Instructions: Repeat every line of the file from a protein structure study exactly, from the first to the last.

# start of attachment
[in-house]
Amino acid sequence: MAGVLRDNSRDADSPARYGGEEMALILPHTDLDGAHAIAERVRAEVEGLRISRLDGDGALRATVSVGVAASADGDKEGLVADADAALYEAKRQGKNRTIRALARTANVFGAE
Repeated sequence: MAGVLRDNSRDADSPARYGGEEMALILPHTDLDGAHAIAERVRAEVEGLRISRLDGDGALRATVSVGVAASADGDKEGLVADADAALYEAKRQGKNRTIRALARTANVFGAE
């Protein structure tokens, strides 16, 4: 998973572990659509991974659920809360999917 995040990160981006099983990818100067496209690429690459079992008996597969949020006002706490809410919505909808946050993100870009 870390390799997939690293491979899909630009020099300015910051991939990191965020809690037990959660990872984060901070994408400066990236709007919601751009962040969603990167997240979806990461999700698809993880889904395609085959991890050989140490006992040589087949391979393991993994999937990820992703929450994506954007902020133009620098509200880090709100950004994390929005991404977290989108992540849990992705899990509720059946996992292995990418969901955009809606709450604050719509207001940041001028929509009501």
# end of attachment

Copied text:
[in-house]
Amino acid sequence: MAGVLRDNSRDADSPARYGGEEMALILPHTDLDGAHAIAERVRAEVEGLRISRLDGDGALRATVSVGVAASADGDKEGLVADADAALYEAKRQGKNRTIRALARTANVFGAE
Repeated sequence: MAGVLRDNSRDADSPARYGGEEMALILPHTDLDGAHAIAERVRAEVEGLRISRLDGDGALRATVSVGVAASADGDKEGLVADADAALYEAKRQGKNRTIRALARTANVFGAE
């Protein structure tokens, strides 16, 4: 998973572990659509991974659920809360999917 995040990160981006099983990818100067496209690429690459079992008996597969949020006002706490809410919505909808946050993100870009 870390390799997939690293491979899909630009020099300015910051991939990191965020809690037990959660990872984060901070994408400066990236709007919601751009962040969603990167997240979806990461999700698809993880889904395609085959991890050989140490006992040589087949391979393991993994999937990820992703929450994506954007902020133009620098509200880090709100950004994390929005991404977290989108992540849990992705899990509720059946996992292995990418969901955009809606709450604050719509207001940041001028929509009501």